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children and so on that we can reach those who are in need. syria and the people in syria, displaced or not, in need of assistance are going into winter. they will need more aid, and we can't reach them. >> so as hundreds of thousands continue to leave the country, and those left behind struggle to stay alive and feed their families it appears worse than ever. ericawoods al jazeera. >> still ahead, it hasn't happened in new york since david din kahns was mayor, why this could signal change. we will be right back.
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>> these are your headlines. toronto's mayor now admitting he smoked crack cocaine, said he did so a year ago, but he says he is not an addict. it comes days after they
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found a video that they say believe showed him using the drug. they have been hoping for a conference later this month, and no new date has been set. election day, several of the largest cities are elected mayors but the biggest races are in virginia and new jersey, where voters are going to the polls to elect governors. in new york, a democrat could be elected mayor for the first time in nearly a quarter of a century. that is going all the way back to mayor david dinkins. during the primary, the democrat was once at the bottom, so what did he do to get to where he is in this race? some saying now it is his race to lose. >> that will have political scientists doing studies on it for some time to come. a unique coalition of support, that included a sizable number of
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african-americans and hispanics. now why is that significant, there was an african-american candidate. former city controller, but thompson did not get as many black and hispanic voters. by the critical moment, was his son's political ad, this kid with an afterpro coming on t.v. saying my dad will stop stop and frisk. and then you see his biracial son, so that putted in a whole lot of voters for him. keep in mind, he has strong union support, and that is always critical factor in any new york city election. as we pointed out there hasn't been a democratic mayor. why do they believe the elector rate is turning its back.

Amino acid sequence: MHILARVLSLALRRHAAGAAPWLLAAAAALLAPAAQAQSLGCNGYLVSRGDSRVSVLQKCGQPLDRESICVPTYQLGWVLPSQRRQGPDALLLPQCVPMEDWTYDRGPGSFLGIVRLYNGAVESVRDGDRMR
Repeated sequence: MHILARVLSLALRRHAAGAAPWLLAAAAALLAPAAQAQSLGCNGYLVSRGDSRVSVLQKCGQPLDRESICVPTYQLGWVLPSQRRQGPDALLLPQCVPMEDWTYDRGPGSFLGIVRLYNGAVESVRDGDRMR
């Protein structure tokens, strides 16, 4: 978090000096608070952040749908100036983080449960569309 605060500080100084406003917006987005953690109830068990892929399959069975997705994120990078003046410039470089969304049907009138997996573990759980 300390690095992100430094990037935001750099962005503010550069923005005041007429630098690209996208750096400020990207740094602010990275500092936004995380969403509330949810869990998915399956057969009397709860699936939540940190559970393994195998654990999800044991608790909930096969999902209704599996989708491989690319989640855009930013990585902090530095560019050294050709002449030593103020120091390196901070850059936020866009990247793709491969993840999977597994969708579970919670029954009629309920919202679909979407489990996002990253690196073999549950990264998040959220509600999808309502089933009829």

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>> that's an interesting question. the city as we all know is in fairly good shape. bloomberg for the past three terms of his campaign -- of his candidacy of his term in office, has kept the city on a pretty solid course. there have been problems with unemployment, of course, but by and large the city is in good shape. to let toe is promising to continue these, but there is a fatigue factor going on here. new york city voters want a change. they have had 12 years of bloomberg, and giuliani in a city that's mostly democrat, and so the pollsters are saying that the voters will be changing horses if you will. everybody thinks that he is the next mayor.
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>> we hear so much talk about turn out. what are you seeing with the poll issue place where you are right now. >> not many people going into this particular polling place. the polls don't close until 9:00. soy wouldn't want to make any kind of judgements based on this one polling place. we would have to get a better picture city wide so see whether the turn outs that been marginal. usually in these elections new york city has 4 million voters and you never get more than a million or so. so we'll see. >> randall, live in brooklyn, thank you very much. >> it is called the aisle of enchantment. double digit
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unemployment, causing a lot of people to leave puerto rico and head to the mainland. al jazeera meets are family looking for a better life. >> they have sold just about everything they own. his wife and two sons will about to set off on a well worn path. taken by tens of nows of puerto ricans before them. they are moving to florida. >> there are better schools. a better education. right now my sons don't have a social studies teacher. their teachers are missing. they will have a shot at a better education. crime here is sky high. am i going to raise two criminals? no. i don't think so. this is the time to leave. >> lived here for 25